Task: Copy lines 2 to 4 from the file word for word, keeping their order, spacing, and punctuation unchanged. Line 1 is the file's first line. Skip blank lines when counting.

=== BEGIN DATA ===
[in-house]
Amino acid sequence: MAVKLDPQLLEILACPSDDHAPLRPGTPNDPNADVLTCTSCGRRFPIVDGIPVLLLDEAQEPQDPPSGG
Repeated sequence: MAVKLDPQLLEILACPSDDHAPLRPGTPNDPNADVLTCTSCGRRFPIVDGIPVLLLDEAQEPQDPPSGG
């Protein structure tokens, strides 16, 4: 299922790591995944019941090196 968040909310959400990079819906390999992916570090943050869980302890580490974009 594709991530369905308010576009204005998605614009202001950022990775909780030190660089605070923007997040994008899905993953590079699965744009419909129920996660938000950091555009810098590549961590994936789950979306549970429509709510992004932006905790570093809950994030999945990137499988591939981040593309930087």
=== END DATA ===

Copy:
Amino acid sequence: MAVKLDPQLLEILACPSDDHAPLRPGTPNDPNADVLTCTSCGRRFPIVDGIPVLLLDEAQEPQDPPSGG
Repeated sequence: MAVKLDPQLLEILACPSDDHAPLRPGTPNDPNADVLTCTSCGRRFPIVDGIPVLLLDEAQEPQDPPSGG
């Protein structure tokens, strides 16, 4: 299922790591995944019941090196 968040909310959400990079819906390999992916570090943050869980302890580490974009 594709991530369905308010576009204005998605614009202001950022990775909780030190660089605070923007997040994008899905993953590079699965744009419909129920996660938000950091555009810098590549961590994936789950979306549970429509709510992004932006905790570093809950994030999945990137499988591939981040593309930087």